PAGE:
Till horisonten is an album full of guitar-driven symphonic prog. No excessiveness or gimmicks; music written from the heart and cleverly arranged. The wonderful track Vägen till horisonten started out as a jam, which is an exemplar of the organic feel to this album.

Where their mid-70s albums were fiercer with youthful naivety, this breathes the lives of experienced musicians who have certainly not been mellowed by time. A 60s attitude, in a 70s prog sound, with 80s and 90s influences, within current-day production standards.

Looking at the song titles you'll realise that the vocals are in Swedish. Even before I started learning this language I didn't have a problem listening to languages I didn't know, but I know that some people don't like it. Voices full of life and experience, add that personal layer.

Influences come from many directions. In the past, Focus and Rush have been mentioned. A long guitar solo in Vägen till horisonten with organ layers, brings back flashes of early 1970s blues rock, only to change into a symphonic Camel or Renaissance section, and then onto a 1990s prog sound. It then builds towards a beautiful Pink Floyd sound, and closes in a 1980s prog-driven style.

While a Beatles influence can be heard in some of the song writing, there are a lot of other influences shining through without a clear name-tag. This is to be expected of a band with such a long history, hearing and seeing many bands come and go. It's fair to say that they have been an influence to many bands in the prog rock scene of today.

What I also love about this album is that I regularly forget which of the songs I am listening to. There is a flow that makes it feel like a unit, a single concept (which I don't think it is, but you never know). It's not just the consistency of the song writing, arranging, and production, there is a lot going on, a variety of moods, and oh those melodies that just pick you up and take you away.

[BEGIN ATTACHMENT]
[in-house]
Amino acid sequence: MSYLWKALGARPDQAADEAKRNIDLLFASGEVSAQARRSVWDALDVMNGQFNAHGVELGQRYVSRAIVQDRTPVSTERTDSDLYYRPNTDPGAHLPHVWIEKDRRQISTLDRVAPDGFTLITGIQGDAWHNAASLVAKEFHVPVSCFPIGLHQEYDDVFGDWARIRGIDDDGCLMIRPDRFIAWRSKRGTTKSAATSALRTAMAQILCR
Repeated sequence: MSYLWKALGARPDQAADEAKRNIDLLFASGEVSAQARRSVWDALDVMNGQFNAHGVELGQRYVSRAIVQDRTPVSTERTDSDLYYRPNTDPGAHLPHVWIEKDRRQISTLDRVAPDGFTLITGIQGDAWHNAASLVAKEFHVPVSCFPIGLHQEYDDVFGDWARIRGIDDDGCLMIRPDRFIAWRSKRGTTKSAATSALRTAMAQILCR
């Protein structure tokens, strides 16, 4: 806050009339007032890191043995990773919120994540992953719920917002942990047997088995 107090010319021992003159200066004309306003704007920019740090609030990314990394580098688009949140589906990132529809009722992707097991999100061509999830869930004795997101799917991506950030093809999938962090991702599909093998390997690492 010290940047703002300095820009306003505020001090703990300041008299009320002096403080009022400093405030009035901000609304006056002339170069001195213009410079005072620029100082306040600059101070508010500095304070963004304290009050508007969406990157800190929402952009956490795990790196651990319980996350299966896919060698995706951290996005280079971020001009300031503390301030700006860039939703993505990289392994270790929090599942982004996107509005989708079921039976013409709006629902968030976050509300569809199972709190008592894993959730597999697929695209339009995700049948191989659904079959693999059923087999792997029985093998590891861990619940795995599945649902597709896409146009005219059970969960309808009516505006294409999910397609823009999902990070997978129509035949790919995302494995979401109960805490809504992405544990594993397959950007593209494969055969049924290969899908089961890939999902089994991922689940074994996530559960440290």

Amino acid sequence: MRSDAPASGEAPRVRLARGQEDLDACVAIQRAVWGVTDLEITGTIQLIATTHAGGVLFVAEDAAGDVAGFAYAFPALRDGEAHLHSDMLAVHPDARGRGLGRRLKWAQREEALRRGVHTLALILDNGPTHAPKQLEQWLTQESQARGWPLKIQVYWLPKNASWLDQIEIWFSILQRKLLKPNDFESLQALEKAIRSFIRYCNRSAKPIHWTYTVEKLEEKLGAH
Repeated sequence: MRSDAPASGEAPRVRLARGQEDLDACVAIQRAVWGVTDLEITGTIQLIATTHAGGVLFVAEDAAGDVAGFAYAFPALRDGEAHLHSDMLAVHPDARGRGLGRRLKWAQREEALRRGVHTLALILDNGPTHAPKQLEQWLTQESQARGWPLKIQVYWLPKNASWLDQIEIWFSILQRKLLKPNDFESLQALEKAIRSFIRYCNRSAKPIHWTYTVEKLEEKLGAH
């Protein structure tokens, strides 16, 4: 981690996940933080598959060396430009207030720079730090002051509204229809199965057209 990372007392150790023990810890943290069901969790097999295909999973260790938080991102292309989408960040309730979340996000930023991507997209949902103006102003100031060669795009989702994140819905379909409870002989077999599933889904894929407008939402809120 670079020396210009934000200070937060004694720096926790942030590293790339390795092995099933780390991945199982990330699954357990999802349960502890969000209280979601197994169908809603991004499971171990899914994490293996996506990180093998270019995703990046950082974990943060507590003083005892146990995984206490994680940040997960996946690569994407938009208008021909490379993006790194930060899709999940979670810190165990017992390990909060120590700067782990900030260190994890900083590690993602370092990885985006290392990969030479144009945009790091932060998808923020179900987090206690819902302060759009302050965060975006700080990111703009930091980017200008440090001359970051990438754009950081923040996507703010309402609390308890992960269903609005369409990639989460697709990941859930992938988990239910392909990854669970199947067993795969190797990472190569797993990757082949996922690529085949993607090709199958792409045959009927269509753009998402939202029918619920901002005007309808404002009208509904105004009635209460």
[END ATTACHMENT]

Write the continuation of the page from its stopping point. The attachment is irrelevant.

A beautiful album with so many things to discover. Soothing and exciting at the same time.

Sergey Nikulichev

Sad as it may seem, the fingers at the palms of your hands should just about be enough to count the number of prog bands that started in 1974 (or earlier) and that still continue to release new material. Kansas, Ange, Le Orme, Eloy, Hawkwind, New Trolls, Uriah Heep... (I know, I am cheating a bit, omitting the prog solo artists, but still). Even fewer of these bands manage to maintain the quality of new material at the same level as they produced in 70s - 80s.

Trettioariga Kriget is one of those veteran bands that are not satisfied by simply making a “last farewell” album. Their records of the 21st century opened a new page for the band. TK is no longer experimenting with near-avant-rock structures or quasi-disco rhythms. Ever since Elden Av Ar (2004), their approach has become progressively more focused and succinct, while maintaining the ever-present Scandinavian music flavour; that Nordic sfumato, well-known to all fans familiar with works by Anglagard and White Willow. The point is, that above all, Trettioariga Kriget were one of the first to try these scabrous, moist, folk-influenced chords and progressions in rock music, back in 70ies.

Anyway, Till horisonten is far from being a nostalgic album, speaking of nothing but long-forgotten heroic deeds. It is an extremely well-composed and self-sufficient record, definitely my favourite, along with Efter efter (2011) and Hej på er (1974), if not their best.

What strikes me, is that the same line-up, which lived through all the ups and downs of the five-decade career, is responsible for writing, arranging and performing the music now in 2020 - 2021. Is there a fountain of youth somewhere in Sweden? While every musician on the record deserves nothing but high praises, it is Stefan Fredin, one of the unsung heroes of bass guitar, who is the crucial creative force. It does seem unfair that his skills and creative energy have been left largely unnoticed by the prog mainstream, not to speak of the larger rock audience. Without showing off his skills, Fredin can hold the pulse with a few notes and solid finger attack. His phrases are precise, always groovy and dynamic.

This album has no throwaway tracks, but the cornerstone songs do deserve a couple of extra words.

In Memoriam's first section serves as a self-tribute to TK's 70s sound, with over-driven guitars and nervous falsetto, before the music imperceptibly flows to newer, mellower Kriget. This track sets the mood for the rest of the album; managing to be groovy, melancholic and pompous all at once.

Listening to Staden, I can't help thinking that post-Blackwater Park Opeth owes a lot more to Trettioariga Kriget, than to Yes or Genesis. Till en van (To a friend) is a bitter-sweet track, elegant and beautiful, evoking memories of Camel in their later years.

Vägen till horisonten and Till horisonten, although being two separate tracks, are an emotional pinnacle of the album and a musical maelstrom of Mellotron, elegant guitars and tricky rhythms. Great vocals by Robert Zima, also. I am in awe.

Till Horisonten is a rare gem of maturity, beauty and wisdom. I fail to imagine who could release something in order to kick this record out of my Top 10 for 2021.